Have you ever noticed that when life is in turmoil you find comfort in cleaning the house, taking a walk or going fishing?
It's the common and mundane rituals that can help bring back balance and normality during times of stress and change. Like Earth's gravitational pull, we know our comforting routines are always there. And when we push against routine, it inevitably pulls us back, setting our feet on the ground.
My yoga teacher tells us to stand at the front of our mats in attention pose. We begin this way each and every time. The next 90 minutes proceeds in a now-familiar pattern. Every pose, every movement, every breath, precisely where it is supposed to be.
When I am practicing on my own or teaching a class, I frequently change the structure, flowing without an agenda or destination. For the most part, my students never know what the class will be like. It's a wonderful way to learn to let go of expectation and be completely in the moment.
Yet, for the past few months I've found myself in another teacher's class, practicing Ashtanga yoga, which is consistent, with no surprises.
I realize that it's the very consistency of Ashtanga that calls me to the mat. It comes at a time when personal chaos seeks personal balance. We cannot move through life on a never-ending roller coaster. At some point, the ground under our feet must become steady, reassuring.
Diana Reed is a yoga teacher, writer and co-owner of Gaya Jyoti Yoga in Hernando County. She can be reached at gayajyotiyoga.com or (352) 610-1083.
TRIED AND TRUE
Try this brief morning and evening set of postures to establish routine. Begin the day grounded and end the day with balanced freedom.
Move smoothly from one pose to the next, breathing deeply and steadily. This sequence wakes up the spine, ribs, shoulders and the major joints, while increasing blood flow throughout the body.
• Attention Pose: Stand with your feet together, toes touching, arms at your sides. Feel your feet against the floor, imagining the triangle of big toe, baby toe and heel, and distributing your weight evenly. Lift the crown of the head toward the ceiling; feel the lift in your ribs but keep the shoulders dropped away from your ears, shoulder blades moving down the back. Stay for 3-4 deep breaths.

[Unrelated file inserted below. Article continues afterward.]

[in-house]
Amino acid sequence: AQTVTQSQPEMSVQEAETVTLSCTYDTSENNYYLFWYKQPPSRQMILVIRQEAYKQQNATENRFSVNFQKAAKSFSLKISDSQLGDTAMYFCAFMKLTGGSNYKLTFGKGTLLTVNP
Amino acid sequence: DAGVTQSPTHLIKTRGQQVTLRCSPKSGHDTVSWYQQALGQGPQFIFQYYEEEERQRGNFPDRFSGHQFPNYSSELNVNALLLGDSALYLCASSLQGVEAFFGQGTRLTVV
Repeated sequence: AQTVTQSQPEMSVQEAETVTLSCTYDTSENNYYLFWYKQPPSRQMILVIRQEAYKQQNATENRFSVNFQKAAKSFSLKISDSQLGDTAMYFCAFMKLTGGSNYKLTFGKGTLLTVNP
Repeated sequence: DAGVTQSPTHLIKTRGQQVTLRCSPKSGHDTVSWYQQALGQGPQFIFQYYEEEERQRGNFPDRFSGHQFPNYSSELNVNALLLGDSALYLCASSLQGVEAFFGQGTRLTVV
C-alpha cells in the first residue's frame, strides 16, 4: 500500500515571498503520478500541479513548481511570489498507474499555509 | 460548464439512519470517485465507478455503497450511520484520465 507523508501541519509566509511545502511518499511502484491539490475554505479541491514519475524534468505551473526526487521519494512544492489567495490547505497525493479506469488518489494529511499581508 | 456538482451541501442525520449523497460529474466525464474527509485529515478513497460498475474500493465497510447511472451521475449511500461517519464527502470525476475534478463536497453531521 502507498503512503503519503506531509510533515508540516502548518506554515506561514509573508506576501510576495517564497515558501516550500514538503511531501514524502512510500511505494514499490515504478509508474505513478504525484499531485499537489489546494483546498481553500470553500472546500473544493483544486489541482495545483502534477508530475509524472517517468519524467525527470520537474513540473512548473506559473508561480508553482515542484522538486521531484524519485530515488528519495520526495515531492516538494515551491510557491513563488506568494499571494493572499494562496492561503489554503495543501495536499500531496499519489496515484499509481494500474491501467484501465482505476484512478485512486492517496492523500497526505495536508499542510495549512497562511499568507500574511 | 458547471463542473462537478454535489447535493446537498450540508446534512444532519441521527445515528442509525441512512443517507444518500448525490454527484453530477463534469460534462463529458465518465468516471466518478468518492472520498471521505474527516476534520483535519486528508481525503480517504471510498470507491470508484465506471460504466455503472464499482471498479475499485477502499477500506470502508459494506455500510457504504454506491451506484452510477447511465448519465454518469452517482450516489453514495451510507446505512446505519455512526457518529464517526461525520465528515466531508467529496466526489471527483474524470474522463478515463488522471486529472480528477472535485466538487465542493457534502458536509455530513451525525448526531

• Upward hands: Inhale and lift the arms up and over the head, arching the back gently. Open the chest and shift the hips forward, tucking the tailbone.
• Forward fold: Exhale and fold forward from the hips, lifting the tailbone. Keep the heart reaching forward and the spine lengthening. Bend the knees slightly to protect your lower back. Place your hands on your shins, ankles or the floor, wherever they naturally rest. Do not bounce or strain to go farther than your body wants to go.
• Return to standing, reaching your arms up over your head, the hands back over the head, then return to attention pose. Repeat sequence 3-4 times.
This sequence stimulates detoxification and promotes relaxation.
• Staff pose: Sit on the floor with legs extended straight in front of you, hands at your sides. Pressing the fingers and palms firmly into the floor, open the heart by rolling the shoulders up and back. Pull the navel toward the spine and breathe deeply. Press the thighs into the floor and flex the feet. Take 3-4 breaths then relax, releasing all tension.
• Seated forward fold (below): With legs in front of you, reach the arms up until they line up alongside your ears. Hinging from your hips, fold forward however much or little your body wants to go. Don't worry about touching your toes. When the hinging action stops, bring your hands to rest on your legs. Take 3 to 4 breaths.
• Easy seated pose: Sit on the floor with your legs crossed comfortably. If this is difficult, sit on a pillow or cushion. If you can't cross your legs, try just bringing the soles of the feet together. Rest your hands on your knees, and keep your spine lifted, your shoulders rolled back. Close your eyes and sit for 6 to 10 deep breaths.